How do you respond to a parent who asks a teacher, “How do parents – or even you – know whether the students are getting the knowledge they need, at a pace that ensures they won’t be in school forever?”. This is to say how might we discern achievement in a world without standardized tests?
The same question to a football coach takes the form of, "How do I know that my son is getting the proper instruction he needs to insure he will be a starter, get a college scholarship, make All Stars (or some other measurable standard)"
I question what the parent meant by “knowledge” or "instruction". As a Christian, my first thought was to turn to the Bible. I know the Bible is clear that the knowledge of God is the most valuable knowledge a human being can possess. (Proverbs 1:7) But it is also clear that simply being aware of God’s existence is not sufficient; the knowledge of God must encompass the deep appreciation for and relationship with Him. (Ecclesiastes 1:17-18)
This biblical principle that knowledge alone is futile would seem to hold true in all we undertake. I like the saying, “Knowledge is knowing a tomato is a fruit. Wisdom is knowing not to put it in the fruit salad.” If knowledge is the concern, there is an app for that today. However, what is missing is discernment, problem solving and teamwork which come from wisdom and not an abundance of knowledge.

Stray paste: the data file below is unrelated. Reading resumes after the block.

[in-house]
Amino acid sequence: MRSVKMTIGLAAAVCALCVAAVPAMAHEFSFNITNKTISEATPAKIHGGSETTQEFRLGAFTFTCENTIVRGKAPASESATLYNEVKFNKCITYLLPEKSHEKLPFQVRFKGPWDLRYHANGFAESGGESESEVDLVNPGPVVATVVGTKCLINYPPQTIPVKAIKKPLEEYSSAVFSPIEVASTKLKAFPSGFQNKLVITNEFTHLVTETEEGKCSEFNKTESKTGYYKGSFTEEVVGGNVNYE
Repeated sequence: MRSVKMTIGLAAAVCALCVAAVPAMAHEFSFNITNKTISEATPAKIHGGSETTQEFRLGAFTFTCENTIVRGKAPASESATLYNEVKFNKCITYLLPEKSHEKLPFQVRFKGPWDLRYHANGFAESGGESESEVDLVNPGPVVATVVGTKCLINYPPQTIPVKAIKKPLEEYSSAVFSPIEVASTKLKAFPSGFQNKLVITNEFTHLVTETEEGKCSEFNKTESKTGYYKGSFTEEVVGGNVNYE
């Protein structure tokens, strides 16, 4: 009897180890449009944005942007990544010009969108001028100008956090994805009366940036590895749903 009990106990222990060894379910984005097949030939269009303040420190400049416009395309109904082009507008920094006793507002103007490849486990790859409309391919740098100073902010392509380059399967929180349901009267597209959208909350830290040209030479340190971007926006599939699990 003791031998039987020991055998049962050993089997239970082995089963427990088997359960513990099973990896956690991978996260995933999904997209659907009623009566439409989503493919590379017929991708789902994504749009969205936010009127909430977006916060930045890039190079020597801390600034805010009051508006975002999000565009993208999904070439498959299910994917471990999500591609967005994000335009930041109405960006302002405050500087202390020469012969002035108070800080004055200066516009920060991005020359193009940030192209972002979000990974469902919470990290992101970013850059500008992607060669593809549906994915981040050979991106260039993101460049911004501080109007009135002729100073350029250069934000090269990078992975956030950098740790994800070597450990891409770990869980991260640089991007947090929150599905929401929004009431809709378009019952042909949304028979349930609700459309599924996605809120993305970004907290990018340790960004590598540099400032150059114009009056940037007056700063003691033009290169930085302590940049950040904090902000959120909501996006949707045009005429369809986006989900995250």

As a learner driven coach, I want players to seek and achieve wisdom. What I am looking for is the ability to have players define problems and seek plausible solutions. That comes from trying, failing, and getting up to try again. I am looking for evidence of their problem solving via the evolution of their communication skills, teamwork, and most importantly, the ability to solve conflicts peacefully.
I remember my father telling me not to let my education get in the way of my learning. This seemed like a throwaway line at the time but now one to which I often turn. As Jeff Sandefer once said "Education is something you do to someone. As is teaching. Learning is something you choose to do."
My prayer is that my players never let the sport get in the way of obtaining the wisdom which comes from a passion to learn.